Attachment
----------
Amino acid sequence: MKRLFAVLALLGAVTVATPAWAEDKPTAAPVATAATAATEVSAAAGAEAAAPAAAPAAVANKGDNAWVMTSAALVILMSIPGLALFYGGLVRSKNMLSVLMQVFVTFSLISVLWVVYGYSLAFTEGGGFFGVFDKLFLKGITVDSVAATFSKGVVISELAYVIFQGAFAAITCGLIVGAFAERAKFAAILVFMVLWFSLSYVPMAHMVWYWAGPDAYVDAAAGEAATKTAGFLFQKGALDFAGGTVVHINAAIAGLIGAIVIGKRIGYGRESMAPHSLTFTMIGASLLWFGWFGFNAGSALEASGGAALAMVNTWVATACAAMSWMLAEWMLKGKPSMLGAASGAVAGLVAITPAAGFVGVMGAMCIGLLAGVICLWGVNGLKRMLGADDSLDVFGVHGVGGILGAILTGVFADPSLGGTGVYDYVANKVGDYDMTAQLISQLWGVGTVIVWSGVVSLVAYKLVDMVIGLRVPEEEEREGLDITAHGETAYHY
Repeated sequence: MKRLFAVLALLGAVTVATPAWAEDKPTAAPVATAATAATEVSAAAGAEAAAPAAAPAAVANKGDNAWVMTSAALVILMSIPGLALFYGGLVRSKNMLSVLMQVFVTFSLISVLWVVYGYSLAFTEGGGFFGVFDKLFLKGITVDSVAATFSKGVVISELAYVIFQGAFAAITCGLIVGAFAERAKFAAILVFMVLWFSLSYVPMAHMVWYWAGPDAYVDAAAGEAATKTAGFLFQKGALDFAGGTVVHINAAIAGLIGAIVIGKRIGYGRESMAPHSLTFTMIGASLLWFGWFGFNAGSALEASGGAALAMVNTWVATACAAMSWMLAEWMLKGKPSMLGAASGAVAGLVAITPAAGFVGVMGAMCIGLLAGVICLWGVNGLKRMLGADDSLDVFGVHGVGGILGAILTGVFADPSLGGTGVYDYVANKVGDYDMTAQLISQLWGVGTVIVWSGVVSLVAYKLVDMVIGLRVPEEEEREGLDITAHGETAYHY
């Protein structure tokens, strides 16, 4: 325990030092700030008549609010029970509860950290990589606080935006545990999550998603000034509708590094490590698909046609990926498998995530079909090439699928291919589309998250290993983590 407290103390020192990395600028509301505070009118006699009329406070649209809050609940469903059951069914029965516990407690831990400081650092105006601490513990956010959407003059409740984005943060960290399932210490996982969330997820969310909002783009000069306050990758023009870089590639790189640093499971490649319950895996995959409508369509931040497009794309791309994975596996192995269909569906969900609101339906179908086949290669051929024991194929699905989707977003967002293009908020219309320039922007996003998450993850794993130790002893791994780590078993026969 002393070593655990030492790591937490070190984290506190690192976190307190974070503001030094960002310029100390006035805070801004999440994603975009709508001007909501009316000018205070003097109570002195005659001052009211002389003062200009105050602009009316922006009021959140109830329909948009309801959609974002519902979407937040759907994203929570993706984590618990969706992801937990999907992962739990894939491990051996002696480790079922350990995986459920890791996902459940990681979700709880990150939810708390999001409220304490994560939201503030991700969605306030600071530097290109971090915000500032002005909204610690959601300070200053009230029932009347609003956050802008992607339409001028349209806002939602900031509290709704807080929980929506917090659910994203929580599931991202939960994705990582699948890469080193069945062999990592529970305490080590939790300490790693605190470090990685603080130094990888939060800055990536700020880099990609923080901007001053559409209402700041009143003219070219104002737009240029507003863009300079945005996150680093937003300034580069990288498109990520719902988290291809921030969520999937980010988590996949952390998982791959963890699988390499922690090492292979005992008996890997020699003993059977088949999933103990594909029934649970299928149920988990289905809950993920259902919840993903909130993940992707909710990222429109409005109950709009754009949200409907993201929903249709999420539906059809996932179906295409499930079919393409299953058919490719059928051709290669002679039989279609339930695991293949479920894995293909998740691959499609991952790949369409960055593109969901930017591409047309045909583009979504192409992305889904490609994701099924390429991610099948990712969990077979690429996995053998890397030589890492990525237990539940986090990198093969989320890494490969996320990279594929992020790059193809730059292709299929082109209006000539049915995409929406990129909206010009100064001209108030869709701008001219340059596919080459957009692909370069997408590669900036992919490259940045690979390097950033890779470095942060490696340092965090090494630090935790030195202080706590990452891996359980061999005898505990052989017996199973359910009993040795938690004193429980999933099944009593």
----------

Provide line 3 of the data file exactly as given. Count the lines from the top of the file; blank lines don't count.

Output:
């Protein structure tokens, strides 16, 4: 325990030092700030008549609010029970509860950290990589606080935006545990999550998603000034509708590094490590698909046609990926498998995530079909090439699928291919589309998250290993983590 407290103390020192990395600028509301505070009118006699009329406070649209809050609940469903059951069914029965516990407690831990400081650092105006601490513990956010959407003059409740984005943060960290399932210490996982969330997820969310909002783009000069306050990758023009870089590639790189640093499971490649319950895996995959409508369509931040497009794309791309994975596996192995269909569906969900609101339906179908086949290669051929024991194929699905989707977003967002293009908020219309320039922007996003998450993850794993130790002893791994780590078993026969 002393070593655990030492790591937490070190984290506190690192976190307190974070503001030094960002310029100390006035805070801004999440994603975009709508001007909501009316000018205070003097109570002195005659001052009211002389003062200009105050602009009316922006009021959140109830329909948009309801959609974002519902979407937040759907994203929570993706984590618990969706992801937990999907992962739990894939491990051996002696480790079922350990995986459920890791996902459940990681979700709880990150939810708390999001409220304490994560939201503030991700969605306030600071530097290109971090915000500032002005909204610690959601300070200053009230029932009347609003956050802008992607339409001028349209806002939602900031509290709704807080929980929506917090659910994203929580599931991202939960994705990582699948890469080193069945062999990592529970305490080590939790300490790693605190470090990685603080130094990888939060800055990536700020880099990609923080901007001053559409209402700041009143003219070219104002737009240029507003863009300079945005996150680093937003300034580069990288498109990520719902988290291809921030969520999937980010988590996949952390998982791959963890699988390499922690090492292979005992008996890997020699003993059977088949999933103990594909029934649970299928149920988990289905809950993920259902919840993903909130993940992707909710990222429109409005109950709009754009949200409907993201929903249709999420539906059809996932179906295409499930079919393409299953058919490719059928051709290669002679039989279609339930695991293949479920894995293909998740691959499609991952790949369409960055593109969901930017591409047309045909583009979504192409992305889904490609994701099924390429991610099948990712969990077979690429996995053998890397030589890492990525237990539940986090990198093969989320890494490969996320990279594929992020790059193809730059292709299929082109209006000539049915995409929406990129909206010009100064001209108030869709701008001219340059596919080459957009692909370069997408590669900036992919490259940045690979390097950033890779470095942060490696340092965090090494630090935790030195202080706590990452891996359980061999005898505990052989017996199973359910009993040795938690004193429980999933099944009593």